“Agents also know about insider deals,” Nagy said. “They’re also aware of hidden restrictions.”
“The perception was, if you book online it’s cheaper, that’s not true,” Teal said. “You have limited choices.”
Hidden restrictions, such as those online policies or agreements viewers click without reading, could be as simple as saying a hotel isn’t responsible for the type of room the customer receives.
“That beach room you thought you had may not be on the beach,” Nagy said.
Another advantage is when the unexpected happens. For example, two years ago an Icelandic volcano erupted and spewed ash so far it caused all kinds of airline disruptions across the globe. In Western New York during the months of October through March there’s always the threat of snow.
“Any incident, any delays, if you book online, you’ll handle online,” Teal said. “In most cases, there’s no additional costs for travelers with an agent.”
Nagy recalled the volcano, which erupted in April 2010. AAA travel agents had to act fast.
“We were rebooking people before they knew they had to be rebooked,” Nagy said. “Travel agents can be proactive.”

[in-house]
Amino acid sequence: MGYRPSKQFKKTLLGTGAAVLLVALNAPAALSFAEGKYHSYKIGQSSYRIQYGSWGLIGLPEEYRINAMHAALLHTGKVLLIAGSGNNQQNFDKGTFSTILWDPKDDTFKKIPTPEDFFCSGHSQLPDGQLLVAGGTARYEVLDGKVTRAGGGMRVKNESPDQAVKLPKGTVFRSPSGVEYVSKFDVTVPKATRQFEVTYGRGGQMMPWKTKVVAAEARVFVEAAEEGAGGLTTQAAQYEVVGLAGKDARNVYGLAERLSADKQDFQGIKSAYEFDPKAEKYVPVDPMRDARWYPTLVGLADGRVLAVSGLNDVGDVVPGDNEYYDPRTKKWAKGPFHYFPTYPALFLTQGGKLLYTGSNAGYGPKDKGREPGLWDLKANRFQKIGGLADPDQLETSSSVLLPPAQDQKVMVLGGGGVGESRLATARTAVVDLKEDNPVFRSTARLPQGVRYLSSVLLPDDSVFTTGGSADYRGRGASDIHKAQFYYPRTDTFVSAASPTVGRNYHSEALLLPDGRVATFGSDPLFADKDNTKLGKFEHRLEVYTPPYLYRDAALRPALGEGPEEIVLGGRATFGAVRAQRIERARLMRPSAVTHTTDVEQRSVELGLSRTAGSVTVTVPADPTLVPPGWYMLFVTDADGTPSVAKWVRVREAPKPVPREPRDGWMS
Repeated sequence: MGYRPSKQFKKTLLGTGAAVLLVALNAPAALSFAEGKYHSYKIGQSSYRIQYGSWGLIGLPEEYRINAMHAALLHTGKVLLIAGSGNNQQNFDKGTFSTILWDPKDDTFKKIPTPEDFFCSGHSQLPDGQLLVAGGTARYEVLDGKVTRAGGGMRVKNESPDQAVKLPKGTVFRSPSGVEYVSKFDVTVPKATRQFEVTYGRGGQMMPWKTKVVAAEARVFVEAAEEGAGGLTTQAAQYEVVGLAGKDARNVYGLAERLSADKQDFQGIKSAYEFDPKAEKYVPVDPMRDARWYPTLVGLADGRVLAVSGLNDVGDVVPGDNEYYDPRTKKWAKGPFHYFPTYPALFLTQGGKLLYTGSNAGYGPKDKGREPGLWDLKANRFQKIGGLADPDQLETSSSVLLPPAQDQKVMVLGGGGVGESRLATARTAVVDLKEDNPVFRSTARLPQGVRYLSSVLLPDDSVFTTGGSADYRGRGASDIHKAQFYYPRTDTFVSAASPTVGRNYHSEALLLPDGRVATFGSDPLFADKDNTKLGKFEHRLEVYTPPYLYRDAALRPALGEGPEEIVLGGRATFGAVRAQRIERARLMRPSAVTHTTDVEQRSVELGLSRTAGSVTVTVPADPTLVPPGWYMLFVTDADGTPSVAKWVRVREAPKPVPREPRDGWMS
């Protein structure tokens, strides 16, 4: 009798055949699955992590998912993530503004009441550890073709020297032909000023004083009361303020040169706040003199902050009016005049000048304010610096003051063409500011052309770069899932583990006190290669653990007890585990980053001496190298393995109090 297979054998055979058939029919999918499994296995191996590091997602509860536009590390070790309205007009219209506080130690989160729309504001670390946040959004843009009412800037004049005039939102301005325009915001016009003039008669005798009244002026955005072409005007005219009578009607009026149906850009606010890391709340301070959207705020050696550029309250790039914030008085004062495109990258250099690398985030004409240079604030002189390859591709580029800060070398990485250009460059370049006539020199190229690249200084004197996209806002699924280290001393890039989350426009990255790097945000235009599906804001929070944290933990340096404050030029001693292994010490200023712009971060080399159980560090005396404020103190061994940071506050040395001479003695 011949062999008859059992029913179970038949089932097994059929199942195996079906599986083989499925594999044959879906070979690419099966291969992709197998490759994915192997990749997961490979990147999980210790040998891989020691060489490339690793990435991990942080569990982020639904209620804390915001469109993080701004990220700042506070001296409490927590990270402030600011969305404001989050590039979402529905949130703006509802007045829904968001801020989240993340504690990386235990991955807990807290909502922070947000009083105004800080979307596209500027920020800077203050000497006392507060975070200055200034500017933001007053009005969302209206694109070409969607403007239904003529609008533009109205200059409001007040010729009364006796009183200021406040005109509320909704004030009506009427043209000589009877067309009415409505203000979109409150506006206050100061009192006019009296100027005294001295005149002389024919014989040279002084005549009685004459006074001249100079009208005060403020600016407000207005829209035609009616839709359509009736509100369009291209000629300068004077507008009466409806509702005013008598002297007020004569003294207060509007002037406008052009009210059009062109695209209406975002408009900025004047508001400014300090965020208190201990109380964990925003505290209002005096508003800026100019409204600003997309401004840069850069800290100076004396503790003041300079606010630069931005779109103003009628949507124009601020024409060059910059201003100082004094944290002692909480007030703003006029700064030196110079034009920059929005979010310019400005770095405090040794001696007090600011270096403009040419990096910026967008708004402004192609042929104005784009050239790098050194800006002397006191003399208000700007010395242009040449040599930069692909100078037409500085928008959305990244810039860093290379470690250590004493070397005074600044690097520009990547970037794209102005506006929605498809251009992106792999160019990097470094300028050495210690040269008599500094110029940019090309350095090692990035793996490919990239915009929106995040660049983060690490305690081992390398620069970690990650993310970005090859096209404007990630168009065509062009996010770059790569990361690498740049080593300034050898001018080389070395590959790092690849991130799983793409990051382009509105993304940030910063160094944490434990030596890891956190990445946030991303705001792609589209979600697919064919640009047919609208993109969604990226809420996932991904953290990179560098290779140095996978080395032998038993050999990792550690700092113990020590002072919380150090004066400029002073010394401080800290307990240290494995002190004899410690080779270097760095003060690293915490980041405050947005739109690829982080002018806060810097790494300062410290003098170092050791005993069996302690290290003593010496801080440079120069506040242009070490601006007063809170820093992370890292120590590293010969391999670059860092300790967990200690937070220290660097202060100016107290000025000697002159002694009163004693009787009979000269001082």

Ironically, the difference for travel agents now as compared to 10 years ago might be their online presence. Agencies for the most part have their own websites, others still are even more active like Teal Travel. It helps connect with and draw clients.
“We’re doing a number of different things,” Teal said. “It’s changed how you deal with people.”
Teal Travel has a Facebook page and Twitter account. There’s also an email list where customers can receive information about travel packages and deals. Teal specializes in family vacations and sports excursions, such as Buffalo Bills road games.
An agent isn’t the only personal travel assistance out there. Some organizations offer group travel programs, where people just have to sign up to participate. For example, the Dale Association offers a number of traveling opportunities for senior citizens.